Controlled light exposure and intermittent fasting as treatment strategies for metabolic syndrome and gut microbiome dysregulation in night shift workers.Physiol Behav. 2023 05 01; 263:114103.PB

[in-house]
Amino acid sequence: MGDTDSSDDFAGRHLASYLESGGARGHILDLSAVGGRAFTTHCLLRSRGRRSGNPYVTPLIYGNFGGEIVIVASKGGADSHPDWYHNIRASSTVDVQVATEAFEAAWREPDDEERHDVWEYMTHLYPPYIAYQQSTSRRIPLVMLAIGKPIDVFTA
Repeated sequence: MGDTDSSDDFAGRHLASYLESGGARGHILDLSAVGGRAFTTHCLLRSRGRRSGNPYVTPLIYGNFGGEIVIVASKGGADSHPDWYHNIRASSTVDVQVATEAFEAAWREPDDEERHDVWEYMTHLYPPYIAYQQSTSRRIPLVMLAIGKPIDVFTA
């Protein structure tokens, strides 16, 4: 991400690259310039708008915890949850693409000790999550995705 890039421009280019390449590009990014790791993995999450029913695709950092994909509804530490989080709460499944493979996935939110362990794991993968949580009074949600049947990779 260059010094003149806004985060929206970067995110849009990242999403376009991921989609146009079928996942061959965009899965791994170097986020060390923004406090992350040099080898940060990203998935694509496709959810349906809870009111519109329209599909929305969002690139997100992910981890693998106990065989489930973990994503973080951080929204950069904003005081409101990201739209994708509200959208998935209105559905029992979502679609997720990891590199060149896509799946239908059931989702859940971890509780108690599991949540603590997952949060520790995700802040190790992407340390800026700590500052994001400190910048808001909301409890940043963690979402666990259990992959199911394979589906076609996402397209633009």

The mammalian circadian clocks are entrained by environmental time cues, such as the light-dark cycle and the feeding-fasting cycle. In modern society, circadian misalignment is increasingly more common under the guise of shift work. Shift workers, accounting for roughly 20% of the workforce population, are more susceptible to metabolic disease. Exposure to artificial light at night and eating at inappropriate times of the day uncouples the central and peripheral circadian clocks. This internal circadian desynchrony is believed to be one of the culprits leading to metabolic disease. In this review, we discuss how alterations in the rhythm of gut microbiota and their metabolites during chronodisruption send conflicting signals to the host, which may ultimately contribute to disturbed metabolic processes. We propose two behavioral interventions to improve health in shift workers. Firstly, by carefully timing the moments of exposure to blue light, and hence shifting the melatonin peak, to improve sleep quality of daytime sleeping episodes. Secondly, by timing the daily time window of caloric intake to the biological morning, to properly align the feeding-fasting cycle with the light-dark cycle and to reduce the risk of metabolic disease. These interventions can be a first step in reducing the worldwide burden of health problems associated with shift work.